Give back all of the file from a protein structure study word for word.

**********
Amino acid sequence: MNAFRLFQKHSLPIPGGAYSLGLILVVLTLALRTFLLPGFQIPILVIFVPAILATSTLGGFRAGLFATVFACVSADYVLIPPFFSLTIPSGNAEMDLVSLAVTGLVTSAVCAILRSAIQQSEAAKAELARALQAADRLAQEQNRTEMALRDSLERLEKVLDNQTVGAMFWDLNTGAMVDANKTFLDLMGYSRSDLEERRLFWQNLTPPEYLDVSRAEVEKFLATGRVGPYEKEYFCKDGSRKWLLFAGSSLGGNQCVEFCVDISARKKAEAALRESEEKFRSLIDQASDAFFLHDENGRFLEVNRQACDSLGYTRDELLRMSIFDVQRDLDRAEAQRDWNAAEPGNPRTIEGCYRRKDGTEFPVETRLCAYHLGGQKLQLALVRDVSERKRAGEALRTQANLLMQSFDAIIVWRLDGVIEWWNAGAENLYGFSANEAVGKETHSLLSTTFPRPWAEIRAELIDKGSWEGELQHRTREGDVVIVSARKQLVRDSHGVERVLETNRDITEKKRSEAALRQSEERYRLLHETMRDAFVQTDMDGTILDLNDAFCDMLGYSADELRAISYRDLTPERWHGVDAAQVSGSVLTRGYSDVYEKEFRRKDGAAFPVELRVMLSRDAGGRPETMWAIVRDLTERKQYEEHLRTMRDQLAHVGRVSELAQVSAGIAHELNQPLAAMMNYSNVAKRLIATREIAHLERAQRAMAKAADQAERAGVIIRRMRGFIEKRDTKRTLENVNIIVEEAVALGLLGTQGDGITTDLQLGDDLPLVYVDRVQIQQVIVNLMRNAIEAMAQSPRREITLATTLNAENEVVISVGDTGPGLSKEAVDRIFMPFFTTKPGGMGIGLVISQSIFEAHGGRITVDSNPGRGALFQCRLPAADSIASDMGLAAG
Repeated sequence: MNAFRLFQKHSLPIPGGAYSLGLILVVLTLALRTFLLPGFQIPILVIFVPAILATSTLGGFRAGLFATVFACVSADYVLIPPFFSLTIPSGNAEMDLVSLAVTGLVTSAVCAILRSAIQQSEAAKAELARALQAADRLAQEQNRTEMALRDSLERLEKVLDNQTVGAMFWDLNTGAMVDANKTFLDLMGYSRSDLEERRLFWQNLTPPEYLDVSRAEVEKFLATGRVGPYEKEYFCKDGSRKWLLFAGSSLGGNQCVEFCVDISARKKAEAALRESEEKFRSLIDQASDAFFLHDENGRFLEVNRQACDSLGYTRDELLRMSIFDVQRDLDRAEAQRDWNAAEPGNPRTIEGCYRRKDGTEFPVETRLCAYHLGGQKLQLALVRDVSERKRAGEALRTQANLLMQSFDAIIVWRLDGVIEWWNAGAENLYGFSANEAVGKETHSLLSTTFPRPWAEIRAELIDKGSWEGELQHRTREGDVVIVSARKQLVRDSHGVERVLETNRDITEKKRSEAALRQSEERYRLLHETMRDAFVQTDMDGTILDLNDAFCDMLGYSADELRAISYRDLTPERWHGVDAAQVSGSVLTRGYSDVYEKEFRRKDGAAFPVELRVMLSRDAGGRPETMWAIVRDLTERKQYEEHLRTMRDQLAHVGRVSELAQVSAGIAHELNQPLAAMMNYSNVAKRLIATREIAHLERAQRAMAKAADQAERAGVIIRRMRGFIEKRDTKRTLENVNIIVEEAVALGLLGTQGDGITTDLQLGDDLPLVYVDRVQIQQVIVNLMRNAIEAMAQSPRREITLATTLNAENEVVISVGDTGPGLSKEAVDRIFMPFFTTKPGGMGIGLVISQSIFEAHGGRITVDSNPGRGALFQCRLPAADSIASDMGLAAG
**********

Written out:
Amino acid sequence: MNAFRLFQKHSLPIPGGAYSLGLILVVLTLALRTFLLPGFQIPILVIFVPAILATSTLGGFRAGLFATVFACVSADYVLIPPFFSLTIPSGNAEMDLVSLAVTGLVTSAVCAILRSAIQQSEAAKAELARALQAADRLAQEQNRTEMALRDSLERLEKVLDNQTVGAMFWDLNTGAMVDANKTFLDLMGYSRSDLEERRLFWQNLTPPEYLDVSRAEVEKFLATGRVGPYEKEYFCKDGSRKWLLFAGSSLGGNQCVEFCVDISARKKAEAALRESEEKFRSLIDQASDAFFLHDENGRFLEVNRQACDSLGYTRDELLRMSIFDVQRDLDRAEAQRDWNAAEPGNPRTIEGCYRRKDGTEFPVETRLCAYHLGGQKLQLALVRDVSERKRAGEALRTQANLLMQSFDAIIVWRLDGVIEWWNAGAENLYGFSANEAVGKETHSLLSTTFPRPWAEIRAELIDKGSWEGELQHRTREGDVVIVSARKQLVRDSHGVERVLETNRDITEKKRSEAALRQSEERYRLLHETMRDAFVQTDMDGTILDLNDAFCDMLGYSADELRAISYRDLTPERWHGVDAAQVSGSVLTRGYSDVYEKEFRRKDGAAFPVELRVMLSRDAGGRPETMWAIVRDLTERKQYEEHLRTMRDQLAHVGRVSELAQVSAGIAHELNQPLAAMMNYSNVAKRLIATREIAHLERAQRAMAKAADQAERAGVIIRRMRGFIEKRDTKRTLENVNIIVEEAVALGLLGTQGDGITTDLQLGDDLPLVYVDRVQIQQVIVNLMRNAIEAMAQSPRREITLATTLNAENEVVISVGDTGPGLSKEAVDRIFMPFFTTKPGGMGIGLVISQSIFEAHGGRITVDSNPGRGALFQCRLPAADSIASDMGLAAG
Repeated sequence: MNAFRLFQKHSLPIPGGAYSLGLILVVLTLALRTFLLPGFQIPILVIFVPAILATSTLGGFRAGLFATVFACVSADYVLIPPFFSLTIPSGNAEMDLVSLAVTGLVTSAVCAILRSAIQQSEAAKAELARALQAADRLAQEQNRTEMALRDSLERLEKVLDNQTVGAMFWDLNTGAMVDANKTFLDLMGYSRSDLEERRLFWQNLTPPEYLDVSRAEVEKFLATGRVGPYEKEYFCKDGSRKWLLFAGSSLGGNQCVEFCVDISARKKAEAALRESEEKFRSLIDQASDAFFLHDENGRFLEVNRQACDSLGYTRDELLRMSIFDVQRDLDRAEAQRDWNAAEPGNPRTIEGCYRRKDGTEFPVETRLCAYHLGGQKLQLALVRDVSERKRAGEALRTQANLLMQSFDAIIVWRLDGVIEWWNAGAENLYGFSANEAVGKETHSLLSTTFPRPWAEIRAELIDKGSWEGELQHRTREGDVVIVSARKQLVRDSHGVERVLETNRDITEKKRSEAALRQSEERYRLLHETMRDAFVQTDMDGTILDLNDAFCDMLGYSADELRAISYRDLTPERWHGVDAAQVSGSVLTRGYSDVYEKEFRRKDGAAFPVELRVMLSRDAGGRPETMWAIVRDLTERKQYEEHLRTMRDQLAHVGRVSELAQVSAGIAHELNQPLAAMMNYSNVAKRLIATREIAHLERAQRAMAKAADQAERAGVIIRRMRGFIEKRDTKRTLENVNIIVEEAVALGLLGTQGDGITTDLQLGDDLPLVYVDRVQIQQVIVNLMRNAIEAMAQSPRREITLATTLNAENEVVISVGDTGPGLSKEAVDRIFMPFFTTKPGGMGIGLVISQSIFEAHGGRITVDSNPGRGALFQCRLPAADSIASDMGLAAG